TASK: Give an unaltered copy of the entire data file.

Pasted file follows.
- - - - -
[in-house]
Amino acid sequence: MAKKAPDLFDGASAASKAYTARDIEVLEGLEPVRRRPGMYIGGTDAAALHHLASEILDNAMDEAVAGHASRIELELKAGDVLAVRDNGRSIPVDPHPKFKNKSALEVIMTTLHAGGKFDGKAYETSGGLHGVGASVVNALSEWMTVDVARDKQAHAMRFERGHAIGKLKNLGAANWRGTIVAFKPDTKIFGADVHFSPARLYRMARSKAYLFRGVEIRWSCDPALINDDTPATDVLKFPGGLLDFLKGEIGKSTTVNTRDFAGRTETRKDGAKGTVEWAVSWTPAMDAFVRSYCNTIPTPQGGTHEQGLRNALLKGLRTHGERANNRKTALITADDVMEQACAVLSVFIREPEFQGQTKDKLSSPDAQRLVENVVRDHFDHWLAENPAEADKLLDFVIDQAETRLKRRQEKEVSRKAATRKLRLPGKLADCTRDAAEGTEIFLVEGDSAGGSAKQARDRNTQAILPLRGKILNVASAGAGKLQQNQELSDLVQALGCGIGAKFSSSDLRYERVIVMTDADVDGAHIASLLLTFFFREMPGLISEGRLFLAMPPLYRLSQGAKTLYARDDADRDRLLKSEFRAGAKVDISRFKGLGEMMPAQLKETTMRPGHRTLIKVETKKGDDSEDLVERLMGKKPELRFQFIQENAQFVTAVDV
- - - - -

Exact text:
[in-house]
Amino acid sequence: MAKKAPDLFDGASAASKAYTARDIEVLEGLEPVRRRPGMYIGGTDAAALHHLASEILDNAMDEAVAGHASRIELELKAGDVLAVRDNGRSIPVDPHPKFKNKSALEVIMTTLHAGGKFDGKAYETSGGLHGVGASVVNALSEWMTVDVARDKQAHAMRFERGHAIGKLKNLGAANWRGTIVAFKPDTKIFGADVHFSPARLYRMARSKAYLFRGVEIRWSCDPALINDDTPATDVLKFPGGLLDFLKGEIGKSTTVNTRDFAGRTETRKDGAKGTVEWAVSWTPAMDAFVRSYCNTIPTPQGGTHEQGLRNALLKGLRTHGERANNRKTALITADDVMEQACAVLSVFIREPEFQGQTKDKLSSPDAQRLVENVVRDHFDHWLAENPAEADKLLDFVIDQAETRLKRRQEKEVSRKAATRKLRLPGKLADCTRDAAEGTEIFLVEGDSAGGSAKQARDRNTQAILPLRGKILNVASAGAGKLQQNQELSDLVQALGCGIGAKFSSSDLRYERVIVMTDADVDGAHIASLLLTFFFREMPGLISEGRLFLAMPPLYRLSQGAKTLYARDDADRDRLLKSEFRAGAKVDISRFKGLGEMMPAQLKETTMRPGHRTLIKVETKKGDDSEDLVERLMGKKPELRFQFIQENAQFVTAVDV